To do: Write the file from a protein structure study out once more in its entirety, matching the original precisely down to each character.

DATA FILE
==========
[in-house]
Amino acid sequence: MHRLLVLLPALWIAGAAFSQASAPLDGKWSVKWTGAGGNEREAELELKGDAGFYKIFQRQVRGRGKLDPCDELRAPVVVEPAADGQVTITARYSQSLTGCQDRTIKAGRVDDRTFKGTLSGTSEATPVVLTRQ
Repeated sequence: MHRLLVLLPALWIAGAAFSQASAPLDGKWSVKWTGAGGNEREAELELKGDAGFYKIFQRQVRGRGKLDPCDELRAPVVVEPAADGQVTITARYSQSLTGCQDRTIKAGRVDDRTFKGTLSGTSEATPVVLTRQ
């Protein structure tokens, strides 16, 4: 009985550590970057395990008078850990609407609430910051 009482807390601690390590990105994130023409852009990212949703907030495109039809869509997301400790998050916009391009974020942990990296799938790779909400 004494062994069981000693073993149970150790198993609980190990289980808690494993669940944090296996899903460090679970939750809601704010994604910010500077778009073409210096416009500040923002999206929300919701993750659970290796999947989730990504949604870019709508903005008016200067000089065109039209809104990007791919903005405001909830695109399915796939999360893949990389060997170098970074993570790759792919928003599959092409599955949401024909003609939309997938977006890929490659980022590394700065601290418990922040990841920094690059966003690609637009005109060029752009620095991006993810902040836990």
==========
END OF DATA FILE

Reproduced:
[in-house]
Amino acid sequence: MHRLLVLLPALWIAGAAFSQASAPLDGKWSVKWTGAGGNEREAELELKGDAGFYKIFQRQVRGRGKLDPCDELRAPVVVEPAADGQVTITARYSQSLTGCQDRTIKAGRVDDRTFKGTLSGTSEATPVVLTRQ
Repeated sequence: MHRLLVLLPALWIAGAAFSQASAPLDGKWSVKWTGAGGNEREAELELKGDAGFYKIFQRQVRGRGKLDPCDELRAPVVVEPAADGQVTITARYSQSLTGCQDRTIKAGRVDDRTFKGTLSGTSEATPVVLTRQ
């Protein structure tokens, strides 16, 4: 009985550590970057395990008078850990609407609430910051 009482807390601690390590990105994130023409852009990212949703907030495109039809869509997301400790998050916009391009974020942990990296799938790779909400 004494062994069981000693073993149970150790198993609980190990289980808690494993669940944090296996899903460090679970939750809601704010994604910010500077778009073409210096416009500040923002999206929300919701993750659970290796999947989730990504949604870019709508903005008016200067000089065109039209809104990007791919903005405001909830695109399915796939999360893949990389060997170098970074993570790759792919928003599959092409599955949401024909003609939309997938977006890929490659980022590394700065601290418990922040990841920094690059966003690609637009005109060029752009620095991006993810902040836990």